5. Necessity of monitoring innovation. Champ spoke of the importance of innovative investment products and strategies to meet investor needs, but said that it was also essential for the Division to stay on top of these new areas. "While ingenuity and creative solutions are necessary tools to tackle the changing needs and demands of investors, they also can be self-serving, and provide benefits to the industry at the expense of investors," he said, adding that it is the job of the Division to "identify the potential risks and benefits of such products and also formulate appropriate policies to ensure that we can effectively protect investors and facilitate appropriate innovation in investment policies and services." The Division, he said, views the exemptive application process "as the laboratory where we examine new ideas from market participants."
4. Culture of compliance. October 2014 marked the 10th anniversary of the Investment Company Actís Rule 38a-1, which requires funds to put in place and annually review compliance policies and procedures. "It is difficult to imagine a world today without fund CCOs or compliance policies and procedures," he said, noting that "at the time of adoption, some may have questioned their necessity or been skeptical of the structure of the requirement." The SEC has been increasingly vigilant in policing violations of the rule and in bringing actions against firms, as well as some CCOs, for failure to either adopt needed compliance programs or enforce them. In August of last year, he said, the SEC took action against a portfolio manager for misleading and obstructing a CCO (ACA Insight 9/9/13). "I believe that this case stands for the proposition that the Commission will not tolerate interference with CCOs who enforce their compliance policies and procedures," Champ said. "Itís an important anniversary to note," said Greene, noting that the rule, along with its Advisers Act counterpart Rule 206(4)-7, has "changed the superstructure within advisory firms."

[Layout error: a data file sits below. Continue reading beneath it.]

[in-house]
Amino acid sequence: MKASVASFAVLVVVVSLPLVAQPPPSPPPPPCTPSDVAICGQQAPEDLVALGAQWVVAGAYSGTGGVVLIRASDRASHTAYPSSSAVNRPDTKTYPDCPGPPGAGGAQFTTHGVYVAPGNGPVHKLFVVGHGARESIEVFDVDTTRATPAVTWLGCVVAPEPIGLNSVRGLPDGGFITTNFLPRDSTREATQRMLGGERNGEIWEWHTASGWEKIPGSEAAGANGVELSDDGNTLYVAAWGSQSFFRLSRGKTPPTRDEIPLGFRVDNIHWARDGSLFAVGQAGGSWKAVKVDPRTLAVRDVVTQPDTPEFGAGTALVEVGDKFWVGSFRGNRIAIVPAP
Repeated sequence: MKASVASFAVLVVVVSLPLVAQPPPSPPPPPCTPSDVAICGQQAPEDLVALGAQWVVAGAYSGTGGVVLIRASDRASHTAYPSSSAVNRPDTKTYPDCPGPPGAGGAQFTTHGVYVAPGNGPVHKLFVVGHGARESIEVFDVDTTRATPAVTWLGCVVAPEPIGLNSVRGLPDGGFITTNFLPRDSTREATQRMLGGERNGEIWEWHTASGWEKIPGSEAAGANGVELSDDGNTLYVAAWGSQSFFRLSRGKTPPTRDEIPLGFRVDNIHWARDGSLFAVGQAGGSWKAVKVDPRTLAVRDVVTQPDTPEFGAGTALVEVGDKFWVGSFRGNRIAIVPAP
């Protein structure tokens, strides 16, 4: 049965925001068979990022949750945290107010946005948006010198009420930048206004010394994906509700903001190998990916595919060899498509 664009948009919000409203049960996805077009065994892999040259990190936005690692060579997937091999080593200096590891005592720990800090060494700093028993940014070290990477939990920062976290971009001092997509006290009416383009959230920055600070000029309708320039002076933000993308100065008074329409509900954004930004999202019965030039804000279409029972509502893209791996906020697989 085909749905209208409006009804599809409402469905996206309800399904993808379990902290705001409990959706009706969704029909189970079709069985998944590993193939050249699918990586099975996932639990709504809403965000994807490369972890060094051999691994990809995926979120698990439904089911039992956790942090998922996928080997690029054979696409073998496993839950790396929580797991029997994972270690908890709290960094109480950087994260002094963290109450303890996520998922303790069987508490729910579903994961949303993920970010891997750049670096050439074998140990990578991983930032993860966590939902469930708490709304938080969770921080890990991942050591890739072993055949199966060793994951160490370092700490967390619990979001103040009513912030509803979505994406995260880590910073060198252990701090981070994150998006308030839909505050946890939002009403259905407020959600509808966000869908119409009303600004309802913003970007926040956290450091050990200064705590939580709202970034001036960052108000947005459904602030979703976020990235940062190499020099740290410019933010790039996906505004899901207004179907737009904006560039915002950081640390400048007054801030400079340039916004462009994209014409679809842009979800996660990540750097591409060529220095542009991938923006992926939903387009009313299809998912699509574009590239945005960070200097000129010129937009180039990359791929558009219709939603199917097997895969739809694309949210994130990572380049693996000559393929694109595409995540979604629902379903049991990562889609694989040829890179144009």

3. Open communication. Champ noted several initiatives that the SEC has underway "to enhance our communications with industry participants and with other members of the public." Among these, he said, is the senior level engagement program, in which senior Division leaders meet on an ongoing basis with senior management and fund boards at several of the countryís large asset managers. Among other things, the meetings allow the Division "to obtain a focused and informed view of the systems, controls and personnel of an individual firm, which we can then share with our colleagues in the Commission." The process also helps the Division identify policies that may need more clarification, such as the January 2014 guidance update on risk management in changing fixed income market conditions.
2. Primacy of investor protection. The Division, Champ said, has sought to be proactive in this regard, "rather than reacting when unanticipated issues manifest to the detriment of investors." Examples of the ways in which the Division staff seeks to accomplish this, he said, are actively monitoring risks and analyzing industry trends, publishing industry guidance, promoting clear and effective disclosure, and undertaking various rulemaking initiatives.
1. Progress and more. The number one item Champ named was "Recognizing Our Progress Ė Celebrating the 75th Anniversary of the Investment Company Act and the Investment Advisers Act," and it was here where he opened the door to potentially revisiting both Acts through "a day of roundtables and dialogue" (see related article this issue).